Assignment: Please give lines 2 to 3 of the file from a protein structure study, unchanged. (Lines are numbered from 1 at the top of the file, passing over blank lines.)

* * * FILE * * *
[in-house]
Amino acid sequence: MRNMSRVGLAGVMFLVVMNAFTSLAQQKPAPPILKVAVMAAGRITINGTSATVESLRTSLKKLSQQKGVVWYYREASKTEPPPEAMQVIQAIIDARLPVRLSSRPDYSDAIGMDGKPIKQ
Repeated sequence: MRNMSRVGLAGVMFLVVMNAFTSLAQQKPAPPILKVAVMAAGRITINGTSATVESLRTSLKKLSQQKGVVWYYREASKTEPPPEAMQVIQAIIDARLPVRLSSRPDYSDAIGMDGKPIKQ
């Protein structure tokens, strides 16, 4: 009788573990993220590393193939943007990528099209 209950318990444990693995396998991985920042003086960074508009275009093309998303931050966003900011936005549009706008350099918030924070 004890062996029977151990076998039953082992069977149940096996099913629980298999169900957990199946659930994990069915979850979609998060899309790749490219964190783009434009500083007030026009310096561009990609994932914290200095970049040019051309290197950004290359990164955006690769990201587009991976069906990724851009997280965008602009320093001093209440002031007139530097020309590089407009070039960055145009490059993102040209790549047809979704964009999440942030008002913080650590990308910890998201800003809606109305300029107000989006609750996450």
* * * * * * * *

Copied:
Amino acid sequence: MRNMSRVGLAGVMFLVVMNAFTSLAQQKPAPPILKVAVMAAGRITINGTSATVESLRTSLKKLSQQKGVVWYYREASKTEPPPEAMQVIQAIIDARLPVRLSSRPDYSDAIGMDGKPIKQ
Repeated sequence: MRNMSRVGLAGVMFLVVMNAFTSLAQQKPAPPILKVAVMAAGRITINGTSATVESLRTSLKKLSQQKGVVWYYREASKTEPPPEAMQVIQAIIDARLPVRLSSRPDYSDAIGMDGKPIKQ